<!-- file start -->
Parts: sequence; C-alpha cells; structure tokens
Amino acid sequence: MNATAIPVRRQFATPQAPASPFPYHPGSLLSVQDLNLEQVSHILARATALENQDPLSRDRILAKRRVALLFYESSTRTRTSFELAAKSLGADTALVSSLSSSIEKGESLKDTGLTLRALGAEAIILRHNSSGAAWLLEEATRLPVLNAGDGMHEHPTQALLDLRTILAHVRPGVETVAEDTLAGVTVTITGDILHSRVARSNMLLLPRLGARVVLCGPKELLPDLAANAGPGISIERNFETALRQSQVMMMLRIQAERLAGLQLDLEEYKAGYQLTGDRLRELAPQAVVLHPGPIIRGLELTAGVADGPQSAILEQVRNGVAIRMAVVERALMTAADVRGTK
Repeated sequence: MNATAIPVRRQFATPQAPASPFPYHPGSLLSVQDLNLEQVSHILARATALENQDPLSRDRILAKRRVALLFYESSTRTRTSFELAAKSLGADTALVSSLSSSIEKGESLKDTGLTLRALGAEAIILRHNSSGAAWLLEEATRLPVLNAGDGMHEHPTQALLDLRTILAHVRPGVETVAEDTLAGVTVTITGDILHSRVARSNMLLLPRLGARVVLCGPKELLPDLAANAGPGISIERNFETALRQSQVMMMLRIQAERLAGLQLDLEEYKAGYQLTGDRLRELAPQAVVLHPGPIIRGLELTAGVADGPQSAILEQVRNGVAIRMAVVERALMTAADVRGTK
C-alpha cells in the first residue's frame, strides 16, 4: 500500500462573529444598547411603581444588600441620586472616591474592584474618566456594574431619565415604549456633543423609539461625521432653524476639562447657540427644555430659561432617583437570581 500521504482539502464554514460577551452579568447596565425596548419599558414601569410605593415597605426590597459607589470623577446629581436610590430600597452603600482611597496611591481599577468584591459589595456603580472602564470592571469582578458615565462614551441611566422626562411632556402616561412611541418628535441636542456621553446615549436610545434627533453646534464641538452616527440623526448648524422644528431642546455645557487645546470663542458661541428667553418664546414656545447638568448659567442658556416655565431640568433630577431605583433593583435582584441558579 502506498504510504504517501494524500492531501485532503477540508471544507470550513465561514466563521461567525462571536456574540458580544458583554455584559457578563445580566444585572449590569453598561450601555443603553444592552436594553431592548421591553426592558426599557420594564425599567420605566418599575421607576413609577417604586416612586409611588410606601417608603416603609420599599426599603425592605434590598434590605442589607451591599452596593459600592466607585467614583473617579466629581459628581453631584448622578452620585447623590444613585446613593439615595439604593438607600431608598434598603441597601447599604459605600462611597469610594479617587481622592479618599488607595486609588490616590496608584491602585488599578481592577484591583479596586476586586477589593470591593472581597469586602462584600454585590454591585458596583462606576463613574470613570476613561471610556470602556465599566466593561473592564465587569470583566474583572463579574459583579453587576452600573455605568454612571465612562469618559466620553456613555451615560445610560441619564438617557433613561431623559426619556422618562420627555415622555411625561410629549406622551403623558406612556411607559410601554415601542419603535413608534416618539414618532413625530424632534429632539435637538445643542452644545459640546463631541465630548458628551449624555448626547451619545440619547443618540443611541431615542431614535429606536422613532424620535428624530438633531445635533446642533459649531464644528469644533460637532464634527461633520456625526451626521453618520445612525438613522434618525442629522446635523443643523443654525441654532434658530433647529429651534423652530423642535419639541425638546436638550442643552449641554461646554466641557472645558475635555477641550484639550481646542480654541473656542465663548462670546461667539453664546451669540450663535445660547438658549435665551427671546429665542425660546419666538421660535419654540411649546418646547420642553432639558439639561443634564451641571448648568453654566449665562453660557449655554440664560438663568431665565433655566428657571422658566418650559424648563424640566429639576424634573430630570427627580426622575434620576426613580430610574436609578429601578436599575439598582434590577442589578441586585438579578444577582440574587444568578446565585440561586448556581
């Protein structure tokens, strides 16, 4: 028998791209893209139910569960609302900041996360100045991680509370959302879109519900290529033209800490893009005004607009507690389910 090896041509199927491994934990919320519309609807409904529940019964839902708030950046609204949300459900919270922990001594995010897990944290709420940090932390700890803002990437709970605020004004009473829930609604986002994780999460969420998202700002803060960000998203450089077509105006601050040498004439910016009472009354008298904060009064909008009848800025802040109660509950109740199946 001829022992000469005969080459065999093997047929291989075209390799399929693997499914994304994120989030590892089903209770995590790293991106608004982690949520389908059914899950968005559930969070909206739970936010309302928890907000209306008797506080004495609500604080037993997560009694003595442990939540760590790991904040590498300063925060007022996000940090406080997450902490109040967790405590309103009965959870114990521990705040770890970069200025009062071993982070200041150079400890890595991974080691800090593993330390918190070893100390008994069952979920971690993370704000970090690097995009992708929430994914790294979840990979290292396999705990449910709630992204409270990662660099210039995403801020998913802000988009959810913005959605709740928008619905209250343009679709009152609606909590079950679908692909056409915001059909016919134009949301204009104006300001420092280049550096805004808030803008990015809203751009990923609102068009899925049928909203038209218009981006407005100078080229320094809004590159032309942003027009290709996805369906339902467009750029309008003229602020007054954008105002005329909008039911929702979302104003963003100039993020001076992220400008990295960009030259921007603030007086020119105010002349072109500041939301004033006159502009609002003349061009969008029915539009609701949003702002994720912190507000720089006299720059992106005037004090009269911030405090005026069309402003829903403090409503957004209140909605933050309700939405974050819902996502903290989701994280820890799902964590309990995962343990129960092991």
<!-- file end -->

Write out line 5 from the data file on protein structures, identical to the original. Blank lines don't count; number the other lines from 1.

């Protein structure tokens, strides 16, 4: 028998791209893209139910569960609302900041996360100045991680509370959302879109519900290529033209800490893009005004607009507690389910 090896041509199927491994934990919320519309609807409904529940019964839902708030950046609204949300459900919270922990001594995010897990944290709420940090932390700890803002990437709970605020004004009473829930609604986002994780999460969420998202700002803060960000998203450089077509105006601050040498004439910016009472009354008298904060009064909008009848800025802040109660509950109740199946 001829022992000469005969080459065999093997047929291989075209390799399929693997499914994304994120989030590892089903209770995590790293991106608004982690949520389908059914899950968005559930969070909206739970936010309302928890907000209306008797506080004495609500604080037993997560009694003595442990939540760590790991904040590498300063925060007022996000940090406080997450902490109040967790405590309103009965959870114990521990705040770890970069200025009062071993982070200041150079400890890595991974080691800090593993330390918190070893100390008994069952979920971690993370704000970090690097995009992708929430994914790294979840990979290292396999705990449910709630992204409270990662660099210039995403801020998913802000988009959810913005959605709740928008619905209250343009679709009152609606909590079950679908692909056409915001059909016919134009949301204009104006300001420092280049550096805004808030803008990015809203751009990923609102068009899925049928909203038209218009981006407005100078080229320094809004590159032309942003027009290709996805369906339902467009750029309008003229602020007054954008105002005329909008039911929702979302104003963003100039993020001076992220400008990295960009030259921007603030007086020119105010002349072109500041939301004033006159502009609002003349061009969008029915539009609701949003702002994720912190507000720089006299720059992106005037004090009269911030405090005026069309402003829903403090409503957004209140909605933050309700939405974050819902996502903290989701994280820890799902964590309990995962343990129960092991």